A police officer in Bahawalpur said Jaish members were not believed to be training with weapons in the town’s schools and other facilities, adding that law enforcement agencies had infiltrated the group. He spoke on condition of anonymity because sections of the government and security agencies disagreed on the need to crack down on the group.

Jaish is believed to have been formed in 2000 by hard-line cleric Masood Azhar after he was freed from an Indian prison in exchange for passengers on a hijacked Indian Airlines flight that landed in southern Afghanistan the same year.

Azhar was born in Bahawalpur, though the government says his current whereabouts are not known. A small stall outside the Usman-o-Ali school sells his speeches and writings. ap (Daily Times, 25 March 2009)

….

مدارس کی نئی سوچ

وسعت اللہ خان

بی بی سی اردو ڈاٹ کام، اسلام آباد

مدرسہ(فائل فوٹو)

نو فیصد اساتذہ کا خیال ہے کہ مسئلہ کشمیر جہاد کے بغیر حل نہیں ہو سکتا

پاکستان میں تہتر فیصد مذہبی مدراس کے اساتذہ جمہوریت کے حق میں ہیں اور ان کا خیال ہے کہ جمہوریت کئی قومی مسائل کا حل ہے۔

اسلام آباد کے ایک سرکردہ تحقیقی ادارے پاکستان انسٹی ٹیوٹ فار پیس سٹڈیز ( پائپس) نے ملک کے مختلف علاقوں میں مختلف مکاتبِ فکر کے دو سو اکیاون مدارس کے اساتذہ کی آراء پر مبنی سروے سے یہ نتیجہ اخذ کیا ہے کہ باسٹھ فیصد مدارس کسی نہ کسی مذہبی و سیاسی تنظیم یا گروہ سے وابستہ ہیں جبکہ اٹھارہ فیصد مدارس کا جھکاؤ کسی نہ کسی فرقہ وارانہ یا جہادی تنظیم کی طرف ہے۔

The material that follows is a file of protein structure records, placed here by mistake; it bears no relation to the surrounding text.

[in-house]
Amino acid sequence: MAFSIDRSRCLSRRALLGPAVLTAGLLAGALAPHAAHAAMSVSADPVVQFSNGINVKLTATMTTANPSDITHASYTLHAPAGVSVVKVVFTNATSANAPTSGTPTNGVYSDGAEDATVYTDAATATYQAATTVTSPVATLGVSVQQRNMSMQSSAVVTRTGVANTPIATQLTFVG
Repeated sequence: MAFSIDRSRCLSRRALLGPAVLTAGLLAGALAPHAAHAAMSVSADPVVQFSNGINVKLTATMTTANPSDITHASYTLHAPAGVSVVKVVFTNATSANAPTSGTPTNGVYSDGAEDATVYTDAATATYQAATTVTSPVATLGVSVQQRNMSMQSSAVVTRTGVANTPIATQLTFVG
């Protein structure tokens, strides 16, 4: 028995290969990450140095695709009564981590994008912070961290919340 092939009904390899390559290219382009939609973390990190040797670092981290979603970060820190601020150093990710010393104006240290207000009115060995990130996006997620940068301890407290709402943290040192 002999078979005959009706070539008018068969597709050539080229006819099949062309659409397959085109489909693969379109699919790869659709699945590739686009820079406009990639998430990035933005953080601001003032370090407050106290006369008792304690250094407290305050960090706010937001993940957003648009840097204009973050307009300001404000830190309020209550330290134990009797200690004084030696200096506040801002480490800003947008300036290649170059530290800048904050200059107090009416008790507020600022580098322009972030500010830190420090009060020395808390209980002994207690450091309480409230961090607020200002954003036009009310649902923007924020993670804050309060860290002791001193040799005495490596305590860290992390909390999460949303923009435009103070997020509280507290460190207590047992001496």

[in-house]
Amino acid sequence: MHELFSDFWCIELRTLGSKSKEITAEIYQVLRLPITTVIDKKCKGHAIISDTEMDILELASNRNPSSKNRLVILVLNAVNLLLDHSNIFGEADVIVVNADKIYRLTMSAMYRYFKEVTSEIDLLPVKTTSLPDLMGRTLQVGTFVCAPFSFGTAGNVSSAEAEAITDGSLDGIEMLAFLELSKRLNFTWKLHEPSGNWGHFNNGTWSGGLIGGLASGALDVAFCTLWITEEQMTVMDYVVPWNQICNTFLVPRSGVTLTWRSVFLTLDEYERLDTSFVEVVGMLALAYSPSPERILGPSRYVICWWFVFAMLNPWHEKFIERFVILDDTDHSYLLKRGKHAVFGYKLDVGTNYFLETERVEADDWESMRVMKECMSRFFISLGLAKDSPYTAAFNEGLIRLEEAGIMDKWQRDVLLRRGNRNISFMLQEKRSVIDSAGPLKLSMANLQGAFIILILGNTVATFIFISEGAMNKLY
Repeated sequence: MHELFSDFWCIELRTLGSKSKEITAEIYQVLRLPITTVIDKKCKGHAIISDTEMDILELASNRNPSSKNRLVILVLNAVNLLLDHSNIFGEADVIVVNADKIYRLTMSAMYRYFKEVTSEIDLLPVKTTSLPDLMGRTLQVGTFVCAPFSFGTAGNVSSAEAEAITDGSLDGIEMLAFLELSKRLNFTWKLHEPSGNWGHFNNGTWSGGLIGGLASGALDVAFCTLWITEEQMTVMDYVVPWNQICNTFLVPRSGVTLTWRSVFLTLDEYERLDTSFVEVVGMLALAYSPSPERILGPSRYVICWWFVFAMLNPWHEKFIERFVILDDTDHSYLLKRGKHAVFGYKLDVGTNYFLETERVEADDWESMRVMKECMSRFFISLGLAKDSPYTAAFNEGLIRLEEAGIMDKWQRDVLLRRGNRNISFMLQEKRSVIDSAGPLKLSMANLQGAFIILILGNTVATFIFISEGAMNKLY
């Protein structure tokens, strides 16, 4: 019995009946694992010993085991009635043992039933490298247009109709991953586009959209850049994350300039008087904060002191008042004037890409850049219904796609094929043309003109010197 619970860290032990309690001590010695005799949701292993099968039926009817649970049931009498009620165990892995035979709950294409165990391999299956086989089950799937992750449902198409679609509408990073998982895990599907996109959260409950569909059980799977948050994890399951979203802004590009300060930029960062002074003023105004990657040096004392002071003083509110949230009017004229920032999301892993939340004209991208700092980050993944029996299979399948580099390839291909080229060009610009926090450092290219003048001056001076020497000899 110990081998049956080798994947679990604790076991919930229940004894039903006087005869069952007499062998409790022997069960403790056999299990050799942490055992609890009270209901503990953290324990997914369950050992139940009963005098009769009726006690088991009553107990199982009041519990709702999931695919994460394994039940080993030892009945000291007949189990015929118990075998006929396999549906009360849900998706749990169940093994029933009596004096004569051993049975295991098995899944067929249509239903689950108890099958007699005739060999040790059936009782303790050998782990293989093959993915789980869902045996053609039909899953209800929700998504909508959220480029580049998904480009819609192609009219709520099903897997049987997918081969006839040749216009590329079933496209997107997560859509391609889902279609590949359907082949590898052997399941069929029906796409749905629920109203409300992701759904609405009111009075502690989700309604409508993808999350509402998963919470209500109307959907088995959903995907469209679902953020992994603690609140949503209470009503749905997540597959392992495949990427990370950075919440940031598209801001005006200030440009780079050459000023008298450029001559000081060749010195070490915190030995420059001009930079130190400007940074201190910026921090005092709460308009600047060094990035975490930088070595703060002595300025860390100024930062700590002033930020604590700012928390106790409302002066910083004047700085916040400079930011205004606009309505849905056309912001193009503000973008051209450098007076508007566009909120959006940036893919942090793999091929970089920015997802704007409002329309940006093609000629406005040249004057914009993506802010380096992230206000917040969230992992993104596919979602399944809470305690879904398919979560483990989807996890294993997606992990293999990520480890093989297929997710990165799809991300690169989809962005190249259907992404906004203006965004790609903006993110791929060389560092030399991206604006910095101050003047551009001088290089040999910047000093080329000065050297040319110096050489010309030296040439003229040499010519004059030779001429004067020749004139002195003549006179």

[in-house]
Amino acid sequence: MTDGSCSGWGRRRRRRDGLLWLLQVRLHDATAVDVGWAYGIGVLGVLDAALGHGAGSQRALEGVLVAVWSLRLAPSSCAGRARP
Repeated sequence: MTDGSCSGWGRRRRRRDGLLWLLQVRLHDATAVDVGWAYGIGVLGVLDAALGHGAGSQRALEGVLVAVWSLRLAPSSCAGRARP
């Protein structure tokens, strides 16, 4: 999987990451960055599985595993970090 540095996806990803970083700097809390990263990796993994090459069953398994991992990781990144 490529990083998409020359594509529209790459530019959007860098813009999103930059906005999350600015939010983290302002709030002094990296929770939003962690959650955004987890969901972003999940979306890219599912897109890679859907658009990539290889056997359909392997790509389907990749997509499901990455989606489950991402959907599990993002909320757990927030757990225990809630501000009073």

سروے کے مطابق جماعتِ اسلامی کے سو فیصد ، دیوبندی مکتبِ فکر کے بیاسی فیصد ، اہلِ حدیث کے ستر فیصد، اہلِ تشیع کے اڑتالیس فیصد اور بریلوی مکتبِ فکر کے ستائیس فیصد مدارس کا جھکاؤ کسی نہ کسی مذہبی و سیاسی جماعت یا تنظیم کی طرف ہے۔

سروے کے مطابق زیادہ تر مدارس اصولی طور پر دہشت گردی کے رجحانات کی مذمت کرتے ہیں تاہم ستاون فیصد مدارس کے اساتذہ کے خیال میں دہشت گردی کے خلاف جنگ کا نشانہ اسلام اور مسلمان ہیں۔ تقریباً اسی فیصد مدارس قبائلی علاقوں میں فوجی آپریشن کے خلاف ہیں جبکہ ستتر فیصد مدارس کے خیال میں پاکستان کو دہشت گردی کے خلاف عالمی مہم کا حصہ نہیں بننا چاہیے۔ ان میں شیعہ مدارس کا تناسب ستر فیصد ہے۔

ستاون فیصد مدارس کے خیال میں پاکستان میں خودکش حملوں کا بنیادی سبب افغانستان میں امریکہ سمیت غیرممالک کی فوجی موجودگی ہے جبکہ بائیس فیصد مدارس کے خیال میں خودکش حملوں میں اضافے کا بنیادی سبب دہشت گردی کے خلاف جنگ میں پاکستان کا کردار ہے۔

تیرہ فیصد مدارس کے خیال میں پاکستان کا عالمی مہم میں شریک ہونا درست ہے۔ پچاس فیصد بریلوی مدارس کے اساتذہ کا خیال ہے کہ دہشت گردی کی موجودہ لہر کے ڈانڈے امریکہ اور سابق سوویت یونین کی سرد جنگ کے زمانے سے ملتے ہیں۔ جماعتِ اسلامی، اہلِ حدیث اور دیوبندی مکتبِ فکر کے مدارس کی بہت بڑی اکثریت کا خیال ہے کہ پاکستان کو دہشت گردی سے نمٹنے کے لیے مغربی دنیا سے ڈکٹیشن لینے کی بجائے اپنی پالیسی آزادانہ طور پر وضع کرنی چاہییے۔

جہاں تک خودکش حملوں کے بڑھتے ہوئے رجحان کا معاملہ ہے تو ستاون فیصد مدارس کے خیال میں پاکستان میں خودکش حملوں کا بنیادی سبب افغانستان میں امریکہ سمیت غیرممالک کی فوجی موجودگی ہے جبکہ بائیس فیصد مدارس کے خیال میں خودکش حملوں میں اضافے کا بنیادی سبب دہشت گردی کے خلاف جنگ میں پاکستان کا کردار ہے۔

نوے فیصد مدارس مسئلہ کشمیر کا پرامن حل چاہتے ہیں جبکہ نو فیصد مدارس کے اساتذہ کا خیال ہے کہ مسئلہ کشمیر جہاد کے بغیر حل نہیں ہوسکتا۔ بیاسی فیصد مدارس کا خیال ہے کہ اگر غیرملکی فوج افغانستان چھوڑ دے تو مسئلہ کا پرامن حل ممکن ہے۔جبکہ چھ فیصد مدارس کے خیال میں افغان مسئلے کا علاج مسلح جہاد ہے۔

http://www.bbc.co.uk/urdu/pakistan/2009/03/090324_madarsa_wusat_zs.shtml